Doc Talk

Living and coping with cancer: When peer support can help

Ms Y, 26, walks with a slight limp today. She had bone cancer in the leg and had undergone surgery to remove the cancer.

She then had hip reconstruction with a titanium bone implant, followed by a year of chemotherapy.

Eight years have passed since she completed her treatment, and she remains cancer-free.

Despite having a prosthetic hip, she now walks unaided.

Forty years ago, 70 per cent of patients with bone cancer or osteosarcoma would relapse, with cancer spreading to the lungs. Most would die within five years.


Losing a leg to cancer did not stop Terry Fox from attempting to run across Canada to raise money for cancer research.

Today, with a combination of chemotherapy and surgery, the odds have been turned around and 70 per cent will survive beyond five years.

  • LUMPS & BUMPS: IS IT CANCER?

  • Date: May 7

    Time: 9am to 12.30pm

    Venue: Auditorium,NUHS Tower Block, 1E Kent Ridge Road, Singapore 119228 (near Kent Ridge MRT station).

    Admission is free. To register, call 6773-7888 or e-mail sarcoma2016@gmail.com

We doctors are frequently asked by friends and relatives to look at lumps and bumps on their bodies, the concern being that these lumps may be cancerous.

Fortunately, most of them are benign.

However, if a lump grows bigger progressively over weeks to months, becomes more firm to touch, or if discoloration or bleeding develops in the overlying skin, then medical attention is needed.

It could be a rare cancer called sarcoma, which arises from muscles, fat tissue, blood vessels or bone.

Sarcoma can grow in any part of the body, and accounts for 1 per cent of all adult cancers and 15 per cent of childhood cancers.

Most bone sarcoma occurs between the ages of 10 and 25 with a smaller peak after 60 years old.

The incidence of bone sarcomas is one in 100,000, while the incidence of soft tissue sarcomas is four times higher.

Around 200 Singaporeans are diagnosed with sarcoma every year, and there has been a small rise seen both locally and worldwide.

There are more than 50 different sub-types of sarcoma that arise from different tissues, with different genetic profiles.

They affect patients of different age groups, and differ in aggressiveness and response to treatment.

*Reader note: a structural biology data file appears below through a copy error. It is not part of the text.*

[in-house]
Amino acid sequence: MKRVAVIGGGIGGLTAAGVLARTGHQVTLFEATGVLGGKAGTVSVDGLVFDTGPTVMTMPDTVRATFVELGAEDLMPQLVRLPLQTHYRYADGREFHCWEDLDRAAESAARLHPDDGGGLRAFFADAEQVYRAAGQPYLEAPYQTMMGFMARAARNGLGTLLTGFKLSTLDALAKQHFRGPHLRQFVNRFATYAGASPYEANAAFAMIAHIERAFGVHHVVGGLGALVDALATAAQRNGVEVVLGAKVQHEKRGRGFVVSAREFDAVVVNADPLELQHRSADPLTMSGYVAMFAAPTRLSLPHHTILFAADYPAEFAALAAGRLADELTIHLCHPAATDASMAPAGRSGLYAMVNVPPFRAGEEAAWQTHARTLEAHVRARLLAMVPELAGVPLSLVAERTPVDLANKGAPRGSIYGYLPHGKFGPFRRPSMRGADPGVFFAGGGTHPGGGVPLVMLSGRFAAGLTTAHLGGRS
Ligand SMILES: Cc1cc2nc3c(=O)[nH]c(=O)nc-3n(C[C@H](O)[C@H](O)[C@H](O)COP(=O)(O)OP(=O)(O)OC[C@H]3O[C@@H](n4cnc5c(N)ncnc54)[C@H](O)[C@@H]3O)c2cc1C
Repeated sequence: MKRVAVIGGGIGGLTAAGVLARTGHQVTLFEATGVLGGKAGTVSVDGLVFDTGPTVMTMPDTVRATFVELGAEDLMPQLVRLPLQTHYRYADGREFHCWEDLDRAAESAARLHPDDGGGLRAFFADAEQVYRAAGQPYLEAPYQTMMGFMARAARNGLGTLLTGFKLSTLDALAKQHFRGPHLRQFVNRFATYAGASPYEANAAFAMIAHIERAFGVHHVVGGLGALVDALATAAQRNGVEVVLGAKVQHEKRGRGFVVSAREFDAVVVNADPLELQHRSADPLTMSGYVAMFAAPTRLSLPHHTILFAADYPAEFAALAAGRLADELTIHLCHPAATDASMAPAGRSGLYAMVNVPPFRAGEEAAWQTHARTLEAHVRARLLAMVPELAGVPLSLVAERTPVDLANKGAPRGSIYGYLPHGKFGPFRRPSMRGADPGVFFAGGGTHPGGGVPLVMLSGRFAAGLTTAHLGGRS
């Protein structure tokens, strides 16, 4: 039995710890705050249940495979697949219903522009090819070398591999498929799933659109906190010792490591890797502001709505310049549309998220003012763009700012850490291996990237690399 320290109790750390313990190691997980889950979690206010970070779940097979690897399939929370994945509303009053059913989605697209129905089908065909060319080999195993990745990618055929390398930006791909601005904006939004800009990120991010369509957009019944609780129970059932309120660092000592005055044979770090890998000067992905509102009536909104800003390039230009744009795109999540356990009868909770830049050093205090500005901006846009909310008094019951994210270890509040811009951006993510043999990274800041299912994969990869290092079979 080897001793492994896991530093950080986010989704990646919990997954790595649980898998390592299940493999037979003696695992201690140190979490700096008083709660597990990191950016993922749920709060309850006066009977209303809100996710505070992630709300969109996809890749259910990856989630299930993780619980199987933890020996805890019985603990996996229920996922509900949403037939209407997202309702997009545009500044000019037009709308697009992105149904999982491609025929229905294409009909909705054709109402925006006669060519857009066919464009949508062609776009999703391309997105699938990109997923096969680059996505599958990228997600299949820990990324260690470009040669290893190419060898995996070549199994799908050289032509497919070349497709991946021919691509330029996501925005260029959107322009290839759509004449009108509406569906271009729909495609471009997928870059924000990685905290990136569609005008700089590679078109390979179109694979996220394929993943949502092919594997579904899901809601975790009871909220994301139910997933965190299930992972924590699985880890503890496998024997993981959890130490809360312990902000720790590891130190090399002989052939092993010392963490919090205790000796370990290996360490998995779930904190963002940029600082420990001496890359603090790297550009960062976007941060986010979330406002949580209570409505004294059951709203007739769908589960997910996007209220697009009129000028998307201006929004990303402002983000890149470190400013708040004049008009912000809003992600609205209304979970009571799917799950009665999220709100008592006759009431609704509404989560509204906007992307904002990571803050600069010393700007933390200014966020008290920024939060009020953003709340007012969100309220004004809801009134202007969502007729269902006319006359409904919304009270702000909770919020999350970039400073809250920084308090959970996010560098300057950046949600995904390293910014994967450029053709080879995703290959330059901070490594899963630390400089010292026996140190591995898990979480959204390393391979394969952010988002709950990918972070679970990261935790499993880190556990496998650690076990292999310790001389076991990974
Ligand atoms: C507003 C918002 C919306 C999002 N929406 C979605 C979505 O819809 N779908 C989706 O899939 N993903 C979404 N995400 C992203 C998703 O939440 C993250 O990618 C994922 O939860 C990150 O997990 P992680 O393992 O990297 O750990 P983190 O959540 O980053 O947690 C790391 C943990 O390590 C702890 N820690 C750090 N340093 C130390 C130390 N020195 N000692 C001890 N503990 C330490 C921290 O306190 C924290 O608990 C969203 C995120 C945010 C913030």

While treatments have improved over the past 20 years with an increase in novel targeted agents and chemotherapy as well as better knowledge of genetics and behaviour of the cancer, not much is known about the cause of sarcoma.

Patients with a genetic condition called neurofibromatosis develop multiple benign nerve tumours, and there is a risk that one of these tumours may become cancerous.

Patients with another condition, Li-Fraumeni syndrome, also have increased risk due to a defect in their tumour suppressor genes.

Some of you may have heard of and participated in the Terry Fox runs, which help to raise funds for medical research.

Like Ms Y, Terry Fox was diagnosed with osteosarcoma (bone cancer).

The Canadian was 19 years old then. When he was 21, he attempted to run across Canada to raise money for cancer research.

Despite having undergone an above-knee amputation, he managed to run more than 5,300km in 143 days with a prosthetic leg, before his cancer spread. He died at age 22 in 1981.

The money that he had helped to raise, and the money that is being continually raised through Terry Fox runs, has changed the treatment and prognosis not only of osteosarcoma, but also various other cancers.

But cancer remains a major disruption to a person's life.

It saddens us to see someone losing his leg due to cancer, and even more so when the patient is a child or teenager.

However, we believe that cancer should not define a person, and can instead motivate a person to succeed.

Last month, we met another cancer survivor in her 40s who had a below-knee amputation when she was six years old.

Now a successful lawyer, she is married with two children and can walk faster than us with her leg prosthesis.

Yet, no matter how much doctors and health professionals try to help patients prepare for and cope with the cancer, it cannot compare with talking to someone who has had the same experience.

Peer support is important, and the Singapore Sarcoma Support Group will be launched this Saturday to reach out to patients and survivors of sarcoma, as well as their families and caregivers.

It is a collaborative effort by multidisciplinary sarcoma teams from various hospitals under the umbrella of the Singapore Sarcoma Consortium. The support group will be run by cancer survivors for cancer patients.

To know more about sarcoma, register now for the Lumps and Bumps public forum and join the launch of this national support group.

  • Dr Puhaindran is the head and senior consultant in the division of surgical oncology (musculoskeletal surgery) at the National University Cancer Institute, Singapore (NCIS). This article also had additional inputs from Dr Choo Bok Ai, consultant in the department of radiation oncology at NCIS.
A version of this article appeared in the print edition of The Straits Times on May 03, 2016, with the headline 'Living and coping with cancer: When peer support can help '. Print Edition | Subscribe